GLASS HAMMER – Perilous (2012)
GLASS HAMMER is good ol’ American prog at its finest. They’ve been making albums for well nigh forever, but if you don’t know them, they’re kind of a large bit of Yes with a healthy dose of Gentle Giant thrown in as well, not to mention their own selves in there too.
“Perilous” is the band’s new CD, and the level of musicianship, composition and production value far surpasses their per se very good previous efforts.
Glass Hammer is Progressive in all the meaning of the word.
Some knock them as a ’70s Yes clone, and in some ways that has some validity. On the other hand though, with careful listening they shine through as their own thing, and on this new recording, more than ever.
“Perilous” is a concept album: 13 songs that blend into one long tale. It has gothic gates, bravery, a spell, dreams, Time, Death and Hell. And, in the end, Redemption.
A really well told story with huge, beautiful symphonic intrumental passages, enriched by great vocal arrangements including choirs and layers of multi-track harmonies.
Every so often you would get the feeling of being lifted, only to realize that the keyboards are winding around the melody, supporting it perfectly and making it stand out, even against the active background they create above the nuancing rhythm section.
Starting with the album opener, “The Sunset Gate”, through the ethereal, “We Slept, We Dreamed” to the heavier vibes of the superb “Our Foe Revealed”, the listener is taken on a diverse musical journey.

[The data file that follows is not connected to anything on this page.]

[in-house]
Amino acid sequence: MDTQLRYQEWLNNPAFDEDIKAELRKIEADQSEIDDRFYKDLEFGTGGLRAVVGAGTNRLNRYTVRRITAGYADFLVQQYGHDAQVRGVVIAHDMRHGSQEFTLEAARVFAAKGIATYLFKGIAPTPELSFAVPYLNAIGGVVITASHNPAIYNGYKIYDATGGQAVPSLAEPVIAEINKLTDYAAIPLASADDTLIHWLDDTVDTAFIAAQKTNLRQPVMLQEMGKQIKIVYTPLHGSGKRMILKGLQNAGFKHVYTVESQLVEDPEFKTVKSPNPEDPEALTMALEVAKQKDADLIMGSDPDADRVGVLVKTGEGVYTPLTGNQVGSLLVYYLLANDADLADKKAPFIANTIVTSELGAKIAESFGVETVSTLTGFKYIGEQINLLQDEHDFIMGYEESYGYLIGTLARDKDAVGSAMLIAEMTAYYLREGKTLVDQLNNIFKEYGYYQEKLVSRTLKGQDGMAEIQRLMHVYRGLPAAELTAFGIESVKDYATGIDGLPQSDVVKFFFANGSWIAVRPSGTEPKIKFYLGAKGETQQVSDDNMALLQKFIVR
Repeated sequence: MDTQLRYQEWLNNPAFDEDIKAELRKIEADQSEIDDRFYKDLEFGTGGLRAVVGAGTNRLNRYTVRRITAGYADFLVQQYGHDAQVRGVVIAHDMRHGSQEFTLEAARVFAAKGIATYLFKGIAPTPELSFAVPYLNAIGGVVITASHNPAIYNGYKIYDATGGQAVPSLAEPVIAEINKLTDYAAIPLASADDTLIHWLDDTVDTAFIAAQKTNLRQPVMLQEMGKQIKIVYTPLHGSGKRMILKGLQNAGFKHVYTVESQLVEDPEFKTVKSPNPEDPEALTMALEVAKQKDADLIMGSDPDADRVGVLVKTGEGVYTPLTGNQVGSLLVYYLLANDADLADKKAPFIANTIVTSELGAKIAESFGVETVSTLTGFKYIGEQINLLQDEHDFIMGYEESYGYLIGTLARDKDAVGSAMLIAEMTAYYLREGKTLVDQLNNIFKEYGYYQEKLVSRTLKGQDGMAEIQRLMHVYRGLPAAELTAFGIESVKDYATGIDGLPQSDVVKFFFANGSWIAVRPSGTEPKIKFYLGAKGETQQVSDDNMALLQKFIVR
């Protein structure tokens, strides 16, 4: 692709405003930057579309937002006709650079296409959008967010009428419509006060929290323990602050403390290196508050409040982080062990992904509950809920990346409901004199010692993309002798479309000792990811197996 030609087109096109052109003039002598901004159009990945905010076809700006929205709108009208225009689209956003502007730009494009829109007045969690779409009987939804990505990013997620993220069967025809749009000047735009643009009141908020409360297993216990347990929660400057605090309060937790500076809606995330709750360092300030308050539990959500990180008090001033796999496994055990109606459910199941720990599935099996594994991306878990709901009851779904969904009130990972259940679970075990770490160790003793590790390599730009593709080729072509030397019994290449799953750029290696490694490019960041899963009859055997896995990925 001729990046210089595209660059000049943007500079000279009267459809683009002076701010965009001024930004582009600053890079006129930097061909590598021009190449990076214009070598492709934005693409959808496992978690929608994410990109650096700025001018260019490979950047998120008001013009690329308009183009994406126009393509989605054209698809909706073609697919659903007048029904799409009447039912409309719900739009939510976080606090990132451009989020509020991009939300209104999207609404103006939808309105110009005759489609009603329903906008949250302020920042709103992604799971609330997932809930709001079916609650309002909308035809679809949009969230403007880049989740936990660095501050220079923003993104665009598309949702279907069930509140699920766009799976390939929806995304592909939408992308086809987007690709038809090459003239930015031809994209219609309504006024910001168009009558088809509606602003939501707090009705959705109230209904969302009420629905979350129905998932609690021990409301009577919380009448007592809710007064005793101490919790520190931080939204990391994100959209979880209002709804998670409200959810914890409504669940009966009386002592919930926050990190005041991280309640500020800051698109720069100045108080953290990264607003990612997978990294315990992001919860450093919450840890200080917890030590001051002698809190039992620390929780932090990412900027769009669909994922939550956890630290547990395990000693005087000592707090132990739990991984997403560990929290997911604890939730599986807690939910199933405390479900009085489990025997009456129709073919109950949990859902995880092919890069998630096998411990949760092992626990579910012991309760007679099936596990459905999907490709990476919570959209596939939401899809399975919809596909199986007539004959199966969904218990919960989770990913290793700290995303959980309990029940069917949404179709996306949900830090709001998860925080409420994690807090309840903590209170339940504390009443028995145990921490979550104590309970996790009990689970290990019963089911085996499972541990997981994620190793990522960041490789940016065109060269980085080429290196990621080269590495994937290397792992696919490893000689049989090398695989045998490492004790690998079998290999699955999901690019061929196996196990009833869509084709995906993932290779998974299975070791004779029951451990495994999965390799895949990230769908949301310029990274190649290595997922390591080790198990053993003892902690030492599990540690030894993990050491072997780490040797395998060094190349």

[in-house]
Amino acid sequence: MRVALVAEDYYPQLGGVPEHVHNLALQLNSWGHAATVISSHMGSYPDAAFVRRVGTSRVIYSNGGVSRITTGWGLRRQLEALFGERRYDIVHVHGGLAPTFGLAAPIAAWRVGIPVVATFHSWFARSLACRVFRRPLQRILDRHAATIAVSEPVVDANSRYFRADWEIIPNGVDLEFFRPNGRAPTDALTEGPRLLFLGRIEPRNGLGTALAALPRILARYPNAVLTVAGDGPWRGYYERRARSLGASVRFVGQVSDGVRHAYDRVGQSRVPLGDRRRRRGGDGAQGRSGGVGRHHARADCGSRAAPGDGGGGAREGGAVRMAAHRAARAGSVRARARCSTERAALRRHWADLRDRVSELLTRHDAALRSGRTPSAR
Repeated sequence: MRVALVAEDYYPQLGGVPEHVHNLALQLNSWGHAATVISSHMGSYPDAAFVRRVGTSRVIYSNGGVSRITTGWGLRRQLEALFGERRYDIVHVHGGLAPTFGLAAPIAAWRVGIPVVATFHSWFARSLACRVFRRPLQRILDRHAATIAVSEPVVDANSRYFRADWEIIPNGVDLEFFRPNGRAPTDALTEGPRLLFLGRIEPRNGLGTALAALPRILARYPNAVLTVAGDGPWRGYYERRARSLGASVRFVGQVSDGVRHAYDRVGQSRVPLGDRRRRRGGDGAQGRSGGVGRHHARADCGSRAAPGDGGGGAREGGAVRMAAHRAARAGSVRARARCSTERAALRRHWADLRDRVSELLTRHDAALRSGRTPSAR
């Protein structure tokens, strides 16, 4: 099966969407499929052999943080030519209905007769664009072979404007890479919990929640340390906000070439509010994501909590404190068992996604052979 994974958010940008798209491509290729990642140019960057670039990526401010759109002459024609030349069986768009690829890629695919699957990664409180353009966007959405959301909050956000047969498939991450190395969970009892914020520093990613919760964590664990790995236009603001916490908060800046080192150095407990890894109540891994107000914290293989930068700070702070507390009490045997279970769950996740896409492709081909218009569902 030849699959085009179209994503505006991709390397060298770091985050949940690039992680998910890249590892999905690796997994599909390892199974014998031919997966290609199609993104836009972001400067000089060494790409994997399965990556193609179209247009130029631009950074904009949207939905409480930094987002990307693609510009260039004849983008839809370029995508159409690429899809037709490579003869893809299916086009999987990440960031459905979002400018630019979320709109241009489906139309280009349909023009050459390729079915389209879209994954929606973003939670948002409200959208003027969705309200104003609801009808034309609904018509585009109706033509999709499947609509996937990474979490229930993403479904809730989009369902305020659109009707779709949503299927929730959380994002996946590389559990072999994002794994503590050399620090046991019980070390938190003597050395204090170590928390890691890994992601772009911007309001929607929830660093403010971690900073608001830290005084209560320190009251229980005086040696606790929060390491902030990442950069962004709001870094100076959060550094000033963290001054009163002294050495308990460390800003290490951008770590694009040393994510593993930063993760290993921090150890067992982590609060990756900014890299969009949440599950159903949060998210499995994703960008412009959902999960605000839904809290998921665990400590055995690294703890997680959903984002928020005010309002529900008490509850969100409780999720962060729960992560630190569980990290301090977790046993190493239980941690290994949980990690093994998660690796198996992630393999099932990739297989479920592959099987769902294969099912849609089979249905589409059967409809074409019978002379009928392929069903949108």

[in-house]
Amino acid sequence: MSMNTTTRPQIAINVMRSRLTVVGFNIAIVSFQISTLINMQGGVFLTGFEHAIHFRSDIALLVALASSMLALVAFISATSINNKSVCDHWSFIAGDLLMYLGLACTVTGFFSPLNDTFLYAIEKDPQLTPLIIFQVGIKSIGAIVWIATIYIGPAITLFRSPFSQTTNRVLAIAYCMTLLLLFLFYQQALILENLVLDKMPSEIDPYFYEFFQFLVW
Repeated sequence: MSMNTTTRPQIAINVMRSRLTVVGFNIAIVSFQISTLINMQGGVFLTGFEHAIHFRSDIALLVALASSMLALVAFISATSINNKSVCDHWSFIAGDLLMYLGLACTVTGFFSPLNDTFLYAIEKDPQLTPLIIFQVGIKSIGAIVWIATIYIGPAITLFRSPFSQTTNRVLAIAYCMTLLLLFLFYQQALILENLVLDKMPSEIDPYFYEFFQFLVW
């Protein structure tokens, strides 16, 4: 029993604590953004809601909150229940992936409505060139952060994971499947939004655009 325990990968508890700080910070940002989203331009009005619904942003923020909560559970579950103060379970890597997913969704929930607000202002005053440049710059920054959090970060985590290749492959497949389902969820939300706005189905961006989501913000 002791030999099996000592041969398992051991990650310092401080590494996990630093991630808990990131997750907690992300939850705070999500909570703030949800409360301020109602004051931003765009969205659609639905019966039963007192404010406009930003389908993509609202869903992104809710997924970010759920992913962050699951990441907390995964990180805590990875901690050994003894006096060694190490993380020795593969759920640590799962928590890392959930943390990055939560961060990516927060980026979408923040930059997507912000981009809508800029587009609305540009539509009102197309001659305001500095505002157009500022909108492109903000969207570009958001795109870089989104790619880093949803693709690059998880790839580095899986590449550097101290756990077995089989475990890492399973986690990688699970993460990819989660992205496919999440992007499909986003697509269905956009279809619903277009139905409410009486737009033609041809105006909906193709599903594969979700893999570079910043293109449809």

There is no letting off the complex musical brilliance as “Toward Home We Fled” takes up the story, a fantastic piece of music, lilting and soaring then we come slowly down in “As The Sun Dipped Low” with the guitar taking prominence as we move into an excellent instrumental interlude.
The magic continues with “The Wolf Gave Chase” and slows right down with “We Fell At Last” featuring layers of guitars taking on a classical overtone.
Close to the end, in “In That Lonely Place” the delightful voice of Amber Fults joins Jon Davison on leading us towards the final part of the journey which concludes with the shiny Prog piece “Where Sorrows Died And Came No More”.
“Perilous” sounds more ‘Glass Hammer’ than never before. They have found their style, their own sound, one of these you cite to mention other band’s influences.
Jon Davison’s delightful voice soars and hits all the right notes, the bass guitar of Steve Babb gives the whole album its solid background whilst the keyboards of Fred Schendel evoke memories of classic ’70s prog, all while the guitar of Alan Shikoh is there waiting to take us on a different, articulated musical direction.
To really appreciate this piece of prog brilliance you need to stop the world, get off and find a corner somewhere quiet where you can take an hour out of your troubles and just enjoy it.
A definitive contender for ‘Progressive album of the year’.
01 – The Sunset Gate
02 – Beyond They Dwell
03 – The Restless Ones
04 – They Cast Their Spell
05 – We Slept, We Dreamed
06 – The Years Were Sped
07 – Our Foe Revealed
08 – Toward Home We Fled
09 – As The Sun Dipped Low
10 – The Wolf Gave Chase
11 – We Fell At Last
12 – In That Lonely Place
13 – Where Sorrows Died and Came No More
Jon Davison – lead vocals
Fred Schendel – keyboards, guitars, backing vocals
Steve Babb – bass, keyboards, backing vocals
Kamran Alan Shikoh – guitars
Randall Williams – drums
Amber Fults – lead vocals (In That Lonely Place)
Tim Wardle – additional backing vocals
The Adonia String Trio
The McCallie School Guitar Choir
The Chattanooga Girls Choir
BUY IT !